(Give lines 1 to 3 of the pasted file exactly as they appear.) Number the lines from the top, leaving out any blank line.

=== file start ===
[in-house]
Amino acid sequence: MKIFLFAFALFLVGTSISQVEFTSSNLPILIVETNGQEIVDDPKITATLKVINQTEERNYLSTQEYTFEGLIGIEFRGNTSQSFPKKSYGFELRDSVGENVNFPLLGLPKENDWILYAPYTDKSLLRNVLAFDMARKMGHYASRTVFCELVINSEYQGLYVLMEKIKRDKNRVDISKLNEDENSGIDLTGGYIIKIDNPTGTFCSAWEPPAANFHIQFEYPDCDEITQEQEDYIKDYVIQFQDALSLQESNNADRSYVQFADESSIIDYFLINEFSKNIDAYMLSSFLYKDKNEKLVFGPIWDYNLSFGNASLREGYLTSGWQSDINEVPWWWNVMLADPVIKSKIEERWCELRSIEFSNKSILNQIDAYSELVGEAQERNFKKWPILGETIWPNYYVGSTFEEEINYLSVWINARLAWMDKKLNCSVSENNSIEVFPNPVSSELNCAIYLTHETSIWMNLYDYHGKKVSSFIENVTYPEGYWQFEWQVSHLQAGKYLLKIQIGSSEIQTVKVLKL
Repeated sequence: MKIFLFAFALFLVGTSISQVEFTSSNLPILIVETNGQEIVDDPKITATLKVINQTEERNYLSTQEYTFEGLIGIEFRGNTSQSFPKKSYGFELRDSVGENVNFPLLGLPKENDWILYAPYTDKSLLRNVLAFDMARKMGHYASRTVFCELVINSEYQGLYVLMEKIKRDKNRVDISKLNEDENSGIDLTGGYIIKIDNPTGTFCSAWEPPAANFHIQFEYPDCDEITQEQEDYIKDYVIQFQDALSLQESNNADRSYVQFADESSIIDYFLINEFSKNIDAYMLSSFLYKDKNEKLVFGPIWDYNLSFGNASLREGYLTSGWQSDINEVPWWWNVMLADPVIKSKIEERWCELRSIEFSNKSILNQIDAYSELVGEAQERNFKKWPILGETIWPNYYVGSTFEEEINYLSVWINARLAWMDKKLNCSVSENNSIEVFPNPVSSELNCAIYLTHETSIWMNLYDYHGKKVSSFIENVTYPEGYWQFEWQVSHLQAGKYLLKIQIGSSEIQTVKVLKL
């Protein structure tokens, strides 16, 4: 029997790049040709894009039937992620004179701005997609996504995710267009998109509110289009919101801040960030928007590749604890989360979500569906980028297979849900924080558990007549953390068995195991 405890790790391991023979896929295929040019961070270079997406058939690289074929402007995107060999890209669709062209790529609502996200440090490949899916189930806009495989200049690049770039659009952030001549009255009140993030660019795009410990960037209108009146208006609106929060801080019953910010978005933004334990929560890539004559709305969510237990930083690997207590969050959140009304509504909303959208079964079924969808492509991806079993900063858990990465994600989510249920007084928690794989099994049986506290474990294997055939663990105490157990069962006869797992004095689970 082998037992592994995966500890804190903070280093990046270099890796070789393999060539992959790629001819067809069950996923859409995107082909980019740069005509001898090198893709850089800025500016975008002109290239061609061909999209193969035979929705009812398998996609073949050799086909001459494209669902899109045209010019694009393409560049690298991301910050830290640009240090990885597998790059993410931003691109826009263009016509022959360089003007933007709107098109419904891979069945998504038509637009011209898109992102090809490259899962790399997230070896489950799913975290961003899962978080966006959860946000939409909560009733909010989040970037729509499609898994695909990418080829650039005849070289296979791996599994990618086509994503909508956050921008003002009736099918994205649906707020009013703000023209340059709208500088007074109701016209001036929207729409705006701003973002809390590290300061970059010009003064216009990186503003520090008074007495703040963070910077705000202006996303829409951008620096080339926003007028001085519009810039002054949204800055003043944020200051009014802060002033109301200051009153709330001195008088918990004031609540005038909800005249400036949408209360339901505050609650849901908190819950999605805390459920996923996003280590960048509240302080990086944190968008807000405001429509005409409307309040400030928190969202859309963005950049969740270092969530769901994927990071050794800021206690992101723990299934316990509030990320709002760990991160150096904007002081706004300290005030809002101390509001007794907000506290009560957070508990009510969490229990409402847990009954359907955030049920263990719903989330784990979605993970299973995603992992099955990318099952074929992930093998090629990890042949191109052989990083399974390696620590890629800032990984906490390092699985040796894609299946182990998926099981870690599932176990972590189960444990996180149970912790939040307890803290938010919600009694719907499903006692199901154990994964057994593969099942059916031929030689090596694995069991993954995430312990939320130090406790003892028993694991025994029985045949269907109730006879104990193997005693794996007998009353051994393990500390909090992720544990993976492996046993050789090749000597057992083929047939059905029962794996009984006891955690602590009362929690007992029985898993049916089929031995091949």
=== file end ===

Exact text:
[in-house]
Amino acid sequence: MKIFLFAFALFLVGTSISQVEFTSSNLPILIVETNGQEIVDDPKITATLKVINQTEERNYLSTQEYTFEGLIGIEFRGNTSQSFPKKSYGFELRDSVGENVNFPLLGLPKENDWILYAPYTDKSLLRNVLAFDMARKMGHYASRTVFCELVINSEYQGLYVLMEKIKRDKNRVDISKLNEDENSGIDLTGGYIIKIDNPTGTFCSAWEPPAANFHIQFEYPDCDEITQEQEDYIKDYVIQFQDALSLQESNNADRSYVQFADESSIIDYFLINEFSKNIDAYMLSSFLYKDKNEKLVFGPIWDYNLSFGNASLREGYLTSGWQSDINEVPWWWNVMLADPVIKSKIEERWCELRSIEFSNKSILNQIDAYSELVGEAQERNFKKWPILGETIWPNYYVGSTFEEEINYLSVWINARLAWMDKKLNCSVSENNSIEVFPNPVSSELNCAIYLTHETSIWMNLYDYHGKKVSSFIENVTYPEGYWQFEWQVSHLQAGKYLLKIQIGSSEIQTVKVLKL
Repeated sequence: MKIFLFAFALFLVGTSISQVEFTSSNLPILIVETNGQEIVDDPKITATLKVINQTEERNYLSTQEYTFEGLIGIEFRGNTSQSFPKKSYGFELRDSVGENVNFPLLGLPKENDWILYAPYTDKSLLRNVLAFDMARKMGHYASRTVFCELVINSEYQGLYVLMEKIKRDKNRVDISKLNEDENSGIDLTGGYIIKIDNPTGTFCSAWEPPAANFHIQFEYPDCDEITQEQEDYIKDYVIQFQDALSLQESNNADRSYVQFADESSIIDYFLINEFSKNIDAYMLSSFLYKDKNEKLVFGPIWDYNLSFGNASLREGYLTSGWQSDINEVPWWWNVMLADPVIKSKIEERWCELRSIEFSNKSILNQIDAYSELVGEAQERNFKKWPILGETIWPNYYVGSTFEEEINYLSVWINARLAWMDKKLNCSVSENNSIEVFPNPVSSELNCAIYLTHETSIWMNLYDYHGKKVSSFIENVTYPEGYWQFEWQVSHLQAGKYLLKIQIGSSEIQTVKVLKL